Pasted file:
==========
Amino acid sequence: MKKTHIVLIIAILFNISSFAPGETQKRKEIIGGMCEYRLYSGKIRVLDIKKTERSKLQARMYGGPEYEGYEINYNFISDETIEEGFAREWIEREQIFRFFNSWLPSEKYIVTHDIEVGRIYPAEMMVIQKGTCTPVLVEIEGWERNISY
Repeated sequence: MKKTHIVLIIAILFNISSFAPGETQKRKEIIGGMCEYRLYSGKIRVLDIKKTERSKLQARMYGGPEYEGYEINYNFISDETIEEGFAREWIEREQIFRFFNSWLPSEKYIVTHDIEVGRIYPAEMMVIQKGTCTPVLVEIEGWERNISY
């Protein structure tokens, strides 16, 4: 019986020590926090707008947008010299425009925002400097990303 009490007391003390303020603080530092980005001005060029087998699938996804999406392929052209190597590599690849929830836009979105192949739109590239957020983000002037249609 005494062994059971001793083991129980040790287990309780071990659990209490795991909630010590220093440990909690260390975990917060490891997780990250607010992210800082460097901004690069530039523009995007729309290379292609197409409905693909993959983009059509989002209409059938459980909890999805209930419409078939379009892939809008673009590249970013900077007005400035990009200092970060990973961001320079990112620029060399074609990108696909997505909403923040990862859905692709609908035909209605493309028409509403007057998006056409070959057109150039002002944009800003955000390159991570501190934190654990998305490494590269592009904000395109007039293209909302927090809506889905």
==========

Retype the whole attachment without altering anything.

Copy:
Amino acid sequence: MKKTHIVLIIAILFNISSFAPGETQKRKEIIGGMCEYRLYSGKIRVLDIKKTERSKLQARMYGGPEYEGYEINYNFISDETIEEGFAREWIEREQIFRFFNSWLPSEKYIVTHDIEVGRIYPAEMMVIQKGTCTPVLVEIEGWERNISY
Repeated sequence: MKKTHIVLIIAILFNISSFAPGETQKRKEIIGGMCEYRLYSGKIRVLDIKKTERSKLQARMYGGPEYEGYEINYNFISDETIEEGFAREWIEREQIFRFFNSWLPSEKYIVTHDIEVGRIYPAEMMVIQKGTCTPVLVEIEGWERNISY
């Protein structure tokens, strides 16, 4: 019986020590926090707008947008010299425009925002400097990303 009490007391003390303020603080530092980005001005060029087998699938996804999406392929052209190597590599690849929830836009979105192949739109590239957020983000002037249609 005494062994059971001793083991129980040790287990309780071990659990209490795991909630010590220093440990909690260390975990917060490891997780990250607010992210800082460097901004690069530039523009995007729309290379292609197409409905693909993959983009059509989002209409059938459980909890999805209930419409078939379009892939809008673009590249970013900077007005400035990009200092970060990973961001320079990112620029060399074609990108696909997505909403923040990862859905692709609908035909209605493309028409509403007057998006056409070959057109150039002002944009800003955000390159991570501190934190654990998305490494590269592009904000395109007039293209909302927090809506889905």